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‘Secret sin’ of pornography examined in LifeWay Sunday school material

NASHVILLE, Tenn. (BP)–About a dozen years ago, John Wolf’s wife gave him an ultimatum — choose his pornography or his family. He couldn’t keep both.
“The decision was easy for me. I chose my family — but the answer was not so easy to live,” Wolf wrote in an article appearing in the Winter 1998-99 issue of Life & Work Directions, a Bible study for young adults published by LifeWay Christian Resources in Nashville, Tenn.
A 40-year-old businessman, father of two and member of Heritage Baptist Church in Oklahoma City, Wolf shared his struggle with pornography in a first-person article, “How to Live A Porn-Free Life.” The story was linked to the Jan. 10 Sunday school lesson on “Rejecting Pornography,” which appeared in Life & Work member books in all adult age groups, from young adults to seniors.
While addressing social issues is nothing new for LifeWay’s Life & Work Series, — at least one unit each year is devoted to such topics — biblical studies designer Mike Livingstone said he believes this is the first time an entire Sunday school lesson has focused on pornography.
“In the last three years we’ve dealt with everything from prejudice and violence to sexual abuse and suicide,” he said. “We felt like pornography is an issue which needed to be talked about in our churches, too. Because for every John Wolf out there, there are thousands and thousands of other Christians who are secretly struggling with it. We wanted to show them there is a way out of this addiction.”
Wolf’s struggle with pornography began at age 10 when he found a “girlie magazine” his dad had thrown away in the trash. By age 14, he and a friend had lined the inside of their fort with their favorite pornographic pictures. His teenage years were marked by frequent trips to R-rated movies, and by early adulthood he was purchasing porn magazines and visiting strip clubs. Eventually, he found his way to adult bookstores.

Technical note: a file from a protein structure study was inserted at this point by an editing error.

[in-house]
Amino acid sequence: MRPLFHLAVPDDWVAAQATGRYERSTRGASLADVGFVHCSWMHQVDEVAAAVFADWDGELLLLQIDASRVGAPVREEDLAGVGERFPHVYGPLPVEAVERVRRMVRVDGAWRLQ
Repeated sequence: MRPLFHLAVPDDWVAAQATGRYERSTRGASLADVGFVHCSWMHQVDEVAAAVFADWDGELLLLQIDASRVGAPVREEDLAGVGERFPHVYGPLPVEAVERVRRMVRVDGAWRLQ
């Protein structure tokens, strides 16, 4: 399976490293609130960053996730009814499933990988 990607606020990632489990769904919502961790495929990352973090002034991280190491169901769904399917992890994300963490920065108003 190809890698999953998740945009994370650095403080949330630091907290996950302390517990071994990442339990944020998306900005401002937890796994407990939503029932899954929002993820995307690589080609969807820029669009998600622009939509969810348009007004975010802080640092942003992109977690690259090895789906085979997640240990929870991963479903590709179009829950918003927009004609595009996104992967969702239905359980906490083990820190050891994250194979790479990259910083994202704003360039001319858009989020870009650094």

“No one had taught me the laws of reaping and sowing,” Wolf wrote. “If they had, I sure wasn’t listening. Little did I know the havoc I was inviting with this habit.”
Wolf accepted Christ at age 14 but drifted away from his commitment after his college days. He married at age 25, and after the birth of his first son, he and his wife felt the need to return to church.
“Everything in my life looked great on the outside. I was the president of our third-generation family business. Our church involvement grew over the next few years. My wife and I were the perfect picture of a young married couple.”
But pictures can be deceiving. Wolf was living a dual lifestyle.
“I had finally realized the magnitude and severity of my problem when, on the way home from work, I would struggle to get past the highway exit where a nearby bookstore was located,” Wolf said. “I would fight with the steering wheel of my car, and virtually every day I wound up at the bookstore.”
Wolf knew his addiction to pornography was wrong. Over and over he made the promise, “This will never happen again.” Over and over he broke that promise.
For a three-year period he was able to walk in victory, but he eventually returned to the “muck and mire” of his old habits.
“Sin takes you further than you planned to go, keeps you longer than you planned to stay and costs you more than you plan to pay,” Wolf said. “Fortunately, God’s love for me is stronger than my stupidity. His patience is more powerful than my pornography habit.”
Wolf’s struggle with pornography isn’t unique in the Christian community. In another article also included in the Life & Work lesson in some age group quarterlies, Keith Inman said the battle over this “secret sin” is being fought in churches, Christian homes and on Christian campuses.